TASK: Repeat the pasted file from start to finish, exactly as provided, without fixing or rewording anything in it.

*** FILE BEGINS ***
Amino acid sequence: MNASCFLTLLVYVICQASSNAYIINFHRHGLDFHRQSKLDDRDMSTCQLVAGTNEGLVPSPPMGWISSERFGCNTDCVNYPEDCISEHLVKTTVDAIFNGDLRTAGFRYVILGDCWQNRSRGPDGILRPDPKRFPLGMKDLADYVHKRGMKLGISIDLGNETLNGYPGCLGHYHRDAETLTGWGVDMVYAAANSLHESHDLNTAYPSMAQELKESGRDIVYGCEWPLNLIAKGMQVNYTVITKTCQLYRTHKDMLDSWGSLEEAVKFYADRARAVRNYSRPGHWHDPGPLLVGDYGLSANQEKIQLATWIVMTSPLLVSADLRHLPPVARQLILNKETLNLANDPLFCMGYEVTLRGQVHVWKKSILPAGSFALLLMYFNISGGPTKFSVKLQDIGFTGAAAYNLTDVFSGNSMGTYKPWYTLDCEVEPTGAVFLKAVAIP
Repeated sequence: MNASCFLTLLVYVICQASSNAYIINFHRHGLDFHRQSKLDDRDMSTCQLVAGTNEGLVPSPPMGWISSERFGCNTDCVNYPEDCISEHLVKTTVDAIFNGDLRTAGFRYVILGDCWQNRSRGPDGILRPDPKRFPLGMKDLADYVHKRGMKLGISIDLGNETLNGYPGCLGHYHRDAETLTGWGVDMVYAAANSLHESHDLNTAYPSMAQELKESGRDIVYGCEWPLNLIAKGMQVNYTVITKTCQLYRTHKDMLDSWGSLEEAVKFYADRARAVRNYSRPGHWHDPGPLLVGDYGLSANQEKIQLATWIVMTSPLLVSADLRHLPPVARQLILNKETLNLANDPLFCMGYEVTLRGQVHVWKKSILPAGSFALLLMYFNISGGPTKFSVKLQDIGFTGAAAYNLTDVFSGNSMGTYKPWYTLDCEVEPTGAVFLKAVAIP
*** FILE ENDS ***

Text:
Amino acid sequence: MNASCFLTLLVYVICQASSNAYIINFHRHGLDFHRQSKLDDRDMSTCQLVAGTNEGLVPSPPMGWISSERFGCNTDCVNYPEDCISEHLVKTTVDAIFNGDLRTAGFRYVILGDCWQNRSRGPDGILRPDPKRFPLGMKDLADYVHKRGMKLGISIDLGNETLNGYPGCLGHYHRDAETLTGWGVDMVYAAANSLHESHDLNTAYPSMAQELKESGRDIVYGCEWPLNLIAKGMQVNYTVITKTCQLYRTHKDMLDSWGSLEEAVKFYADRARAVRNYSRPGHWHDPGPLLVGDYGLSANQEKIQLATWIVMTSPLLVSADLRHLPPVARQLILNKETLNLANDPLFCMGYEVTLRGQVHVWKKSILPAGSFALLLMYFNISGGPTKFSVKLQDIGFTGAAAYNLTDVFSGNSMGTYKPWYTLDCEVEPTGAVFLKAVAIP
Repeated sequence: MNASCFLTLLVYVICQASSNAYIINFHRHGLDFHRQSKLDDRDMSTCQLVAGTNEGLVPSPPMGWISSERFGCNTDCVNYPEDCISEHLVKTTVDAIFNGDLRTAGFRYVILGDCWQNRSRGPDGILRPDPKRFPLGMKDLADYVHKRGMKLGISIDLGNETLNGYPGCLGHYHRDAETLTGWGVDMVYAAANSLHESHDLNTAYPSMAQELKESGRDIVYGCEWPLNLIAKGMQVNYTVITKTCQLYRTHKDMLDSWGSLEEAVKFYADRARAVRNYSRPGHWHDPGPLLVGDYGLSANQEKIQLATWIVMTSPLLVSADLRHLPPVARQLILNKETLNLANDPLFCMGYEVTLRGQVHVWKKSILPAGSFALLLMYFNISGGPTKFSVKLQDIGFTGAAAYNLTDVFSGNSMGTYKPWYTLDCEVEPTGAVFLKAVAIP